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Subject: General Tech | September 29, 2015 - 04:00 AM | Ryan Shrout
Tagged: TKL, tenkeyless, logitech g, logitech, g410, atlas spectrum
Logitech continues to release new products aimed at the PC gaming market, following up the announcement of the G633 and G933 headphones with a new gaming keyboard, the G410 Atlas Spectrum. Using Logitech's exclusive Romer-G mechanical switches, it apparently will have 25% faster actuation than "standard" mechanical keyboards as well as improved durability.
The most unique part of the G410 Atlas Spectrum is that is a TKL (tenkeyless) design, removing the number pad to shorten to length of the keyboard. Many gamers in today's market covet the TKL designs both for their form factor as well as their weight and portability. During a live stream with Logitech G's Chris Pate, he hinted that many gamers had been requesting a tenkeyless keyboard and to look forward to future releases. The Atlas Spectrum is the result of that kind of feedback to Logitech!
For those technical keyboard fans that want a bit more information, Logitech G provided details for us:
- The Logitech G410 Atlas Spectrum features exclusive Romer-G mechanical switches that register your key presses up to 25 percent faster than competing mechanical switches. With an actuation point of 1.5 mm, Romer-G switches receive commands more quickly, giving you an edge in competitive games where every millisecond matters. With improved durability at 70 million keystrokes, up to 40 percent longer than others on the market, you can play with confidence knowing that your keyboard can survive.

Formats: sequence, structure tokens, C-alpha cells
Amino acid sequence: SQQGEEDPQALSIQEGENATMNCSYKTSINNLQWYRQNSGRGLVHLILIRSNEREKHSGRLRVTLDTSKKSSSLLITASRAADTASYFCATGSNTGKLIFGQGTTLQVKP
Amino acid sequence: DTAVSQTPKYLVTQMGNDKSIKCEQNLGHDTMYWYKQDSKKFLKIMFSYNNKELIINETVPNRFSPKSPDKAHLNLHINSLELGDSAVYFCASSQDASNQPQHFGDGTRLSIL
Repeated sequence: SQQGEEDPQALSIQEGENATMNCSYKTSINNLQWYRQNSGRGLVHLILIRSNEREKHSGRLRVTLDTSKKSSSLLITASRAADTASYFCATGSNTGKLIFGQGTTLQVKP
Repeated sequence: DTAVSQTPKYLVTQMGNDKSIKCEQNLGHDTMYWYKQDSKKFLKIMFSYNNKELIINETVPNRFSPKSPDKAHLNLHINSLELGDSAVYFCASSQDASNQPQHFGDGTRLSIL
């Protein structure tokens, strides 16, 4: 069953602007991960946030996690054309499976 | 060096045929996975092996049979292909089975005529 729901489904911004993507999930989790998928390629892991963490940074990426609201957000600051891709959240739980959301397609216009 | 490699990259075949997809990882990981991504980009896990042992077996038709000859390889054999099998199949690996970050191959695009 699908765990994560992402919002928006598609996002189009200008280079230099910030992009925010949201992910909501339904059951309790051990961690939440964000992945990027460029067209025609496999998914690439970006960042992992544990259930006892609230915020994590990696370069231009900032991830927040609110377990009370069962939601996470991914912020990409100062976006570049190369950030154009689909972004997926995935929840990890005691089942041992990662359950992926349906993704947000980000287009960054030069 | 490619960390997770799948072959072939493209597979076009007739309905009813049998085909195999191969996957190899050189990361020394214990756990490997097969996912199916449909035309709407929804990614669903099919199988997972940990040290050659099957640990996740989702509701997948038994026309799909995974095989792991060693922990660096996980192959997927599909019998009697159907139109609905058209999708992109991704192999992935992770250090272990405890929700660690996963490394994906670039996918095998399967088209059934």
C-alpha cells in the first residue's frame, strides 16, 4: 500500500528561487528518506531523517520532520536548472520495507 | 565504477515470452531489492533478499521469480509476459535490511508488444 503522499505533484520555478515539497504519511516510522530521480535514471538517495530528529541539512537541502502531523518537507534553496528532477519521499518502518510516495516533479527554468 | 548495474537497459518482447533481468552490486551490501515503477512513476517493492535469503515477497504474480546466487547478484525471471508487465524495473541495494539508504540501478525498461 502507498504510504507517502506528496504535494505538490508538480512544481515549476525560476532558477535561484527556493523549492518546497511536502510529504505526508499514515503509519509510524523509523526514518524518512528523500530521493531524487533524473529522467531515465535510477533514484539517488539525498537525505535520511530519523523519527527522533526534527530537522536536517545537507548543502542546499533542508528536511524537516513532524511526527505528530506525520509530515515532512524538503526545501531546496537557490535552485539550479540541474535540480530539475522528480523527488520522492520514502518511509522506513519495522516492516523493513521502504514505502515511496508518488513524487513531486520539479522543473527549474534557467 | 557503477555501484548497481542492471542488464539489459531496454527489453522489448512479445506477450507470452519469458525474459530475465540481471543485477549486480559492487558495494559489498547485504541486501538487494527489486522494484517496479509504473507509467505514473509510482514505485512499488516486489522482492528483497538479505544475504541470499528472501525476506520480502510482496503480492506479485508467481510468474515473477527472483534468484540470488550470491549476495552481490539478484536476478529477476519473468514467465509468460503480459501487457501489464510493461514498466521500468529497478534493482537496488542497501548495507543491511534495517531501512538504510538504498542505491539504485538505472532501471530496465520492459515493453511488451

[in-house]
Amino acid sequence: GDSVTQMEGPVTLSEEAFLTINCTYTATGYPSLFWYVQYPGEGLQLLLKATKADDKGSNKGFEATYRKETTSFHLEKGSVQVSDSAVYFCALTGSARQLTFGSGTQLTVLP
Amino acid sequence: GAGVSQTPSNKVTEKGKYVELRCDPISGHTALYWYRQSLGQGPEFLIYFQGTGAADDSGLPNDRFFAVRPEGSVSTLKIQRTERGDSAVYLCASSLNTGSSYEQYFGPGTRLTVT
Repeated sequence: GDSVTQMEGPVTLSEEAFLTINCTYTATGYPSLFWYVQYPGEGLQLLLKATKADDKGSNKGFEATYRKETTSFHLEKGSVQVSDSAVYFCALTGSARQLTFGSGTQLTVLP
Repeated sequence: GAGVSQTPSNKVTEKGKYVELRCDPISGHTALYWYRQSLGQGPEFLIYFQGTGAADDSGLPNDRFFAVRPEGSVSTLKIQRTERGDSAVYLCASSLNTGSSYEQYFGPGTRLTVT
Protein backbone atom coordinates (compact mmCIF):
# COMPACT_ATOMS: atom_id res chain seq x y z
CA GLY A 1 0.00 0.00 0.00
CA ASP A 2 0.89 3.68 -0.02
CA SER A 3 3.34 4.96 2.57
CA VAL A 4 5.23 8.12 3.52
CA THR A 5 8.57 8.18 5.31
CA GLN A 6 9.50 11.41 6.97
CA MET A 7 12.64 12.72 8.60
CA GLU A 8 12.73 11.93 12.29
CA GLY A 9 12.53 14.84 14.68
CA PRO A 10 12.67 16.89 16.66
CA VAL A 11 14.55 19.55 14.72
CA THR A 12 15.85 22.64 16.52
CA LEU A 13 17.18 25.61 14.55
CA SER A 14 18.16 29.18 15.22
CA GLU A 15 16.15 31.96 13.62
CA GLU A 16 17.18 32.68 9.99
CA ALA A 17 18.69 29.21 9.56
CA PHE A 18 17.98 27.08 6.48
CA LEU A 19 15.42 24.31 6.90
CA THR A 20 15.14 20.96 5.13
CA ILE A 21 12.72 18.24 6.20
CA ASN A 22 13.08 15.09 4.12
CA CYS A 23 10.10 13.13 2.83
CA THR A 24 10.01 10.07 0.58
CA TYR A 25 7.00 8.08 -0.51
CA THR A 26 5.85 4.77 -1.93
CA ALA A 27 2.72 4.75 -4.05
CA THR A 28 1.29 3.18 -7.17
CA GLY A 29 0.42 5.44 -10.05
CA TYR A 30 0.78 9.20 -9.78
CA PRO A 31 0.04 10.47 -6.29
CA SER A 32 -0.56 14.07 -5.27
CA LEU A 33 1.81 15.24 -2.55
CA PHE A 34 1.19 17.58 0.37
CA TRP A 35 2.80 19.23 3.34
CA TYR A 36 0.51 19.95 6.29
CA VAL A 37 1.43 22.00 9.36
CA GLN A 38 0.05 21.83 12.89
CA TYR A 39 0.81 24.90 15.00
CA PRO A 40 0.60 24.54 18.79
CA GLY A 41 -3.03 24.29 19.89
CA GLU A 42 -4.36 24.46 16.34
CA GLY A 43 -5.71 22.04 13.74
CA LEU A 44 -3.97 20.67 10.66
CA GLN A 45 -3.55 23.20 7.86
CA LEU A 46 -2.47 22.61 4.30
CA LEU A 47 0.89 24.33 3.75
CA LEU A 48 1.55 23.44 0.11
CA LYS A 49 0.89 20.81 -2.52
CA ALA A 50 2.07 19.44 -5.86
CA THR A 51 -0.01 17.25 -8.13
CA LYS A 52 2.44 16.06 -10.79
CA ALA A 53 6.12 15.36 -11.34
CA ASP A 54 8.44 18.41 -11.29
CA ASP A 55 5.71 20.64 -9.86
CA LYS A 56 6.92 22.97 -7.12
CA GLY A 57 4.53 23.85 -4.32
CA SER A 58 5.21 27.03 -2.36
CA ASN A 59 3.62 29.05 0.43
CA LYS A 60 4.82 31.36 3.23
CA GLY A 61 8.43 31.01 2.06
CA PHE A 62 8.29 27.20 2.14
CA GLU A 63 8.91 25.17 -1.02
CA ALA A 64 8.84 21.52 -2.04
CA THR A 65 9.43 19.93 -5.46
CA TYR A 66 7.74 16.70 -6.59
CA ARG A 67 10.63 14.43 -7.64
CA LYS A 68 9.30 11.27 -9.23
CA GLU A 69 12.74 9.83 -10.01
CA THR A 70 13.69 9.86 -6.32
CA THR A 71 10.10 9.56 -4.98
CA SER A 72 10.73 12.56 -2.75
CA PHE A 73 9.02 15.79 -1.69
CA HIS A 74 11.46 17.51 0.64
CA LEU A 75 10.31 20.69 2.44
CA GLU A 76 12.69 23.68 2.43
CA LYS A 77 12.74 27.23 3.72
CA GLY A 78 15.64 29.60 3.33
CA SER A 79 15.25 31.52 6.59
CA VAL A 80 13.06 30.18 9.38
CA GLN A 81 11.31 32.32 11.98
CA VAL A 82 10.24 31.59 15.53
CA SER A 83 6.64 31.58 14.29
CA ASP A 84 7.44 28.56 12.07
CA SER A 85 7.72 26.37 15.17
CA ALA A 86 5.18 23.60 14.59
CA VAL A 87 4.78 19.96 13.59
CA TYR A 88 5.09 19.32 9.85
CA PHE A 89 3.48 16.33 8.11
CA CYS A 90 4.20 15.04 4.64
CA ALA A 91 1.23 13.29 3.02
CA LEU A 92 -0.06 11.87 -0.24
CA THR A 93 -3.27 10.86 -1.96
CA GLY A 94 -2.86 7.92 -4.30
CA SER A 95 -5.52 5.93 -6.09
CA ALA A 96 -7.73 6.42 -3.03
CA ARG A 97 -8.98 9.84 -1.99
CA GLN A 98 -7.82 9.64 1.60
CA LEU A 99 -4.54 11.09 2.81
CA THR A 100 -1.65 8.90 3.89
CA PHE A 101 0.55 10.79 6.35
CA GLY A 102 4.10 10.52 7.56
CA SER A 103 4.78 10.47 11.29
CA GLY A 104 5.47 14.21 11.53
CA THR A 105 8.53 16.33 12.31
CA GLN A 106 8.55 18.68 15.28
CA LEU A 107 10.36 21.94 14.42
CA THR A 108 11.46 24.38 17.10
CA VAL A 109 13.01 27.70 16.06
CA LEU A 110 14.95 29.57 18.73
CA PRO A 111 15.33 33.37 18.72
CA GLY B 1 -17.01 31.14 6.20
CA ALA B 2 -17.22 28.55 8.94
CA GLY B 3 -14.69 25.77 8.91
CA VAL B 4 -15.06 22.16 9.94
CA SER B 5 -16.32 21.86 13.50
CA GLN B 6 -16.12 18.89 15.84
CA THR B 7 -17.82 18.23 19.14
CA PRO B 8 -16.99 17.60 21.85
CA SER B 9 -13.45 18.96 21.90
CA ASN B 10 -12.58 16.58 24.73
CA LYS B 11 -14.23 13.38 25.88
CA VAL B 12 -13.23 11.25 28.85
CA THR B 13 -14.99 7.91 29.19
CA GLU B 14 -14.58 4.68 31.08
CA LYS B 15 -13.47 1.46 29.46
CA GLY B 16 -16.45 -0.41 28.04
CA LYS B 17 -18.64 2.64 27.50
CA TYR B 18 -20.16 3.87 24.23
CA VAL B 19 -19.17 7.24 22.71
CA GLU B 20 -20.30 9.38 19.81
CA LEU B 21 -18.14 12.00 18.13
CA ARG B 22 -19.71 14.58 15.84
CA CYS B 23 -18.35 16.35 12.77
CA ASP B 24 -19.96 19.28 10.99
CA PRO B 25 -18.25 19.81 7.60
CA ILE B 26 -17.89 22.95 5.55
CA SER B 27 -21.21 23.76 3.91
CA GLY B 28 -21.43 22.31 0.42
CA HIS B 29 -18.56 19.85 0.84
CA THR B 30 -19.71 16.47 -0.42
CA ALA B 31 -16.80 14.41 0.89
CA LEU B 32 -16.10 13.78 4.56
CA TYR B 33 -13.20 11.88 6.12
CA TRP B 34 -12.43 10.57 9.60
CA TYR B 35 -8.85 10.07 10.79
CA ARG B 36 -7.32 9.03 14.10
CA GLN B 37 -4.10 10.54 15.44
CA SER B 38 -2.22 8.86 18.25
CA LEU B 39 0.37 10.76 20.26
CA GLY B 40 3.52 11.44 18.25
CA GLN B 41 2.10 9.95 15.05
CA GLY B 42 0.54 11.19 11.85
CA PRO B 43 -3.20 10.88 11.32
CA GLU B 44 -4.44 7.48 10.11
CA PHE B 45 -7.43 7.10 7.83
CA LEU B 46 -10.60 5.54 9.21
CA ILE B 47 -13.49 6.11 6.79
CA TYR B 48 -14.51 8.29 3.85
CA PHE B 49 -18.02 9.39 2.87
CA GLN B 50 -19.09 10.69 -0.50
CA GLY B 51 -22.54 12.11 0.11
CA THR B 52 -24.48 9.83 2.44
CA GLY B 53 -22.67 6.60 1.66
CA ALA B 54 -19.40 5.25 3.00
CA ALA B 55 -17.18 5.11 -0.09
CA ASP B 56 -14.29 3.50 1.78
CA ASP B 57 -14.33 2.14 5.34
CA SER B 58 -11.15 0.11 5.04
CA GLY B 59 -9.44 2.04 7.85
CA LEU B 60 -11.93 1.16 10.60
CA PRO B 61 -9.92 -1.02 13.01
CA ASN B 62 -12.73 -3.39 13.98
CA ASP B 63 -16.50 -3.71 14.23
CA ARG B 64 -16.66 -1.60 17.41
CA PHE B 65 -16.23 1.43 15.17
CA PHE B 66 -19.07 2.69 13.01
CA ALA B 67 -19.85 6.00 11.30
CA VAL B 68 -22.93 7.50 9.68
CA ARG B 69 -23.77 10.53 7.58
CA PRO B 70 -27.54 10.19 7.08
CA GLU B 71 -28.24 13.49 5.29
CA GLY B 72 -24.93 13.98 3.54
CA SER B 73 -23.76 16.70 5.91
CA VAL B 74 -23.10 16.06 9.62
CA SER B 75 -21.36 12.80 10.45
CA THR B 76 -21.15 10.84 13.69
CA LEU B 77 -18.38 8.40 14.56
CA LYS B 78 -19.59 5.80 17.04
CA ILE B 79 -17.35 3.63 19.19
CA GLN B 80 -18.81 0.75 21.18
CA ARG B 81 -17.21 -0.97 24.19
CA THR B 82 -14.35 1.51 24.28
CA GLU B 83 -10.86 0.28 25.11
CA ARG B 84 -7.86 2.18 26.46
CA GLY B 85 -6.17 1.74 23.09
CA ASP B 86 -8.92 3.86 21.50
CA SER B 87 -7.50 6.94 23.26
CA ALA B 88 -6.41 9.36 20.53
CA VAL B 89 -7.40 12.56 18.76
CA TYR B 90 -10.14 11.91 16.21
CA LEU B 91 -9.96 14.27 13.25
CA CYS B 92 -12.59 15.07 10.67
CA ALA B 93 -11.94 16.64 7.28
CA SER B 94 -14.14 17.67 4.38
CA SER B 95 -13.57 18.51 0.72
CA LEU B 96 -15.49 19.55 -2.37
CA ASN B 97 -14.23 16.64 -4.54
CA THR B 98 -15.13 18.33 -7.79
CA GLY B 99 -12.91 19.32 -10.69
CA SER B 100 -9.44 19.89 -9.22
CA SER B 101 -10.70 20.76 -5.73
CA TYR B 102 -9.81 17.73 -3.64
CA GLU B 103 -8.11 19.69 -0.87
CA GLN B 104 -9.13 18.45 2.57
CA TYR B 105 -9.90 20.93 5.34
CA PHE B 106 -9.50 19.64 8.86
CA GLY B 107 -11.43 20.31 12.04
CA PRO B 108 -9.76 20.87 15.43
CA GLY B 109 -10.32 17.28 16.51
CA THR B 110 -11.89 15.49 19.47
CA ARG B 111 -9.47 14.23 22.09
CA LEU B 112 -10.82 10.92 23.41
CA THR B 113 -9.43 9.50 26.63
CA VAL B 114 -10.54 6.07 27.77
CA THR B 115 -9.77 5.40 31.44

- With all the vital keys for gaming, the Logitech G410 Atlas Spectrum can be easily carried to LAN events or a friend’s house, and fits into smaller gaming spaces. Without the number pad or macro keys, you get extra space to make wide motions with your mouse. Plus, the compact design brings your hands closer together for improved comfort, which is particularly important for low DPI-gamers.
And let's not forget that, as the Spectrum name implies, the G410 has full RGB backlighting that can be configured using the Logitech Gaming Software package. You can customize each key to the full palette of 16.8 million colors and even synchronize lighting patterns across Logitech mice and headphones.
The keycaps on the G410 are not cupped and formed in the same way that they are with the G910 Orion Spark - those keys have a bevel on them that I liked for gaming but wasn't ideal for typing out emails and articles. The G410 uses standard molded keycaps that all users should be comfortable with.
Finally, the G410 includes a Arx Control dock, a phone and tablet dock that you can remove from the keyboard and place anywhere on your desk. You can use it simply for convenience or you can install the Logitech iOS and Android apps to display in-game information or system statistics including CPU utilization and more. This differs from the integration on the larger G910 keyboard that has a fixed location Arx Control dock.
The G410 Atlas Spectrum will be available in early October in the US and Europe with a starting MSRP of $129.99. In a market that has exploded on pricing for high end keyboards, that price is very competitive and should help the G410 find its way into many PC gamers' hands.
I currently am typing up this news post on a sample of the G410 Atlas Spectrum, so expect more coverage of this mini but powerful keyboard in the near future!!